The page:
Many years ago as a nineteen year old bored to death in Indiana, I signed up for a food swap. The idea intrigued me. You make food and trade it for other homemade food, what’s not to love? The day quickly came, and I hadn’t made anything. What do I have to offer? Nothing came to mind. My skills in the kitchen were lackluster. I had no business attending a food swap other than I loved food. I was mixing lavender buds and crushed pineapple for some sort of drink an hour before the swap.
I showed up, ashamed of my creation, setting out mason jars of this sad “juice”. I had walked into a community of makers and I felt very out of place. These were people who knew what they had to offer. Fresh produce they grew from their garden. A family pie recipe. Preservation and canning masters showing off their pickling skills. The packaging, the details, the intricacy of it all…I was intimidated. I was excited.
At the end of the event, swappers made quick announcements. Someone mentioned a project they were starting called Trade School Indy. This idea also intrigued me. You attend classes and trade goods and services with your teacher rather than pay money? What? I went home with most of my “juice” that day, but also a promise to myself that I would follow this newfound curiosity.
The idea of bartering for knowledge stayed with me. I connected with Blaire, the organizer, and asked if I could volunteer for Trade School. She said she needed people to teach a class. Anyone could teach a class. What do I have to offer? Nothing came to mind. She said I could help organize classes instead.
On my twentieth birthday, I celebrated at Trade School. Blaire had organized a class on making natural cordage. We learned how to make rope with hair by a survivalist expert that now has a show called “Fat Guys in the Woods”. People brought him large yucca plant stalks in exchange for his knowledge. It was one of the best birthdays I’ve had.
I spent the next five years organizing Trade School and asking myself that same question…“What do I have to offer?”. When we take money away, what’s left? Barter allowed me to explore that question in a unique way because it focused on what I already had. It also allowed me room to grow. “What do I have to offer?”, turned into, “What do I WANT to offer?”.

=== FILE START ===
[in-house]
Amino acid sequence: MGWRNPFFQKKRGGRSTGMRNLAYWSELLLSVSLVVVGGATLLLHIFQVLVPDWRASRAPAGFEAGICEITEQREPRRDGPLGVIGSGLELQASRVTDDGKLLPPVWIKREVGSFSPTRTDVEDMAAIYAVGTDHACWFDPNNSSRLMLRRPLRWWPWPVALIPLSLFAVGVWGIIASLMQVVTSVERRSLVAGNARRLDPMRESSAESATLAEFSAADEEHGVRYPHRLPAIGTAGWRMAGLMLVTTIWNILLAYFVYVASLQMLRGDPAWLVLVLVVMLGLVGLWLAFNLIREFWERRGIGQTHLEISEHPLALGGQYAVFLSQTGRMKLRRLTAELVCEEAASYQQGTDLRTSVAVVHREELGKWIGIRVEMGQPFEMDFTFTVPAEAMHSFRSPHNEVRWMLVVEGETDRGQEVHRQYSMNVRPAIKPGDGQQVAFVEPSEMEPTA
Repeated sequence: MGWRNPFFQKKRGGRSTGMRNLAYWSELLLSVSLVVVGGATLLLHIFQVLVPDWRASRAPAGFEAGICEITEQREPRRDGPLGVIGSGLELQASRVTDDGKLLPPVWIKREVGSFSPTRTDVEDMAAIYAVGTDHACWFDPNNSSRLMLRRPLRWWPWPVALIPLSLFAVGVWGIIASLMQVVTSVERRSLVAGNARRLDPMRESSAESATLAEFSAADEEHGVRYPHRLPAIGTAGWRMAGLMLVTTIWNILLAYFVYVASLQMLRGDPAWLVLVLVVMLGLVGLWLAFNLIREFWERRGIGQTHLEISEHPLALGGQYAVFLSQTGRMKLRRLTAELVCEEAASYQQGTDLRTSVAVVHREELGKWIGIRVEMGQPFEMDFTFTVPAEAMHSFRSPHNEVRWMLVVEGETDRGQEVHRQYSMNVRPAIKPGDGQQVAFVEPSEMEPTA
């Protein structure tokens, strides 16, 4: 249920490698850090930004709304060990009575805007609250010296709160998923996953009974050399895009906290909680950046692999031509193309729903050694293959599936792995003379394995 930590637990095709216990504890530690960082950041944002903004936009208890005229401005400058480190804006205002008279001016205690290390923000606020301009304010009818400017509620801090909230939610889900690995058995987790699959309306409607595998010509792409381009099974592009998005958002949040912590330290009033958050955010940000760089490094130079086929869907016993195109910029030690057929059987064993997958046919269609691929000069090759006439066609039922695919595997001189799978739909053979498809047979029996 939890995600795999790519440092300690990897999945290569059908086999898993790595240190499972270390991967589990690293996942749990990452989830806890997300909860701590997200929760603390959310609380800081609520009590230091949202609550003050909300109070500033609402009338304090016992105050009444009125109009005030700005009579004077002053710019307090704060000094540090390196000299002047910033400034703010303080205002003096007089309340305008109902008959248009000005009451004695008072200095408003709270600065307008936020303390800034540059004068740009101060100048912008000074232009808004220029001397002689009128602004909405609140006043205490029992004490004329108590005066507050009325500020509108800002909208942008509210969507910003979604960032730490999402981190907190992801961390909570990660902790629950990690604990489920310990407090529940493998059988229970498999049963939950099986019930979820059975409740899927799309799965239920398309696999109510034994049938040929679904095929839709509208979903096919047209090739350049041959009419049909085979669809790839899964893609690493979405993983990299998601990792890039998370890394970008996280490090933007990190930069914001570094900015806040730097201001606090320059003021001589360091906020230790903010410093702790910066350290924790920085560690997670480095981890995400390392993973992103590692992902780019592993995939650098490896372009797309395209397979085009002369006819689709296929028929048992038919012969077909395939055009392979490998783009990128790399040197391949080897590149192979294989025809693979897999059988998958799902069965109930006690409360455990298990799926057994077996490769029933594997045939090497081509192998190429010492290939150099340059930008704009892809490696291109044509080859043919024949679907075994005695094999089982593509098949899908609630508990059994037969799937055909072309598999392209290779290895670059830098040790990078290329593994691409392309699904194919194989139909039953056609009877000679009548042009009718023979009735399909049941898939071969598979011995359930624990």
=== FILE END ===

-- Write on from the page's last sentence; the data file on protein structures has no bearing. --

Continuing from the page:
Thinking about our offerings, what we have and what we want to be able to give, sets us on a path of generosity. I wanted to be able to offer others knowledge, good food, hospitality, and a helping handy hand. What I never realized was I already had enough to offer. That we all have so much more to offer one another than we realize. That our most important offerings exist outside of the traditional economy. Time, skills, knowledge, connections, resources, friendship, support.
I have attended over 200 Trade School classes on topics from cheese making to jazz music, creative writing to building computers, constitutional law to cuddling. A lot of teachers asked for nothing more than a hug or a joke. While they often left with more – food, beer, small gifts – the desire to connect was what brought many of us in a room to learn from one another.
So…what do I have to offer? Too much comes to mind now. I can teach you how to unclog your sink, change a bike tire, or hang just about anything. I can make you a home-cooked meal or bake you a three layer cake. I can help you organize an event or declutter a room. I can share my passion of letter writing and homesteading. If none of that appeals, I can always offer you friendship, a hug, or a listening ear.
I often wonder how many lives would be changed if more people were told they had something to offer. That they mattered. That they had something valuable to contribute to their community and relationships.
I know it changed mine.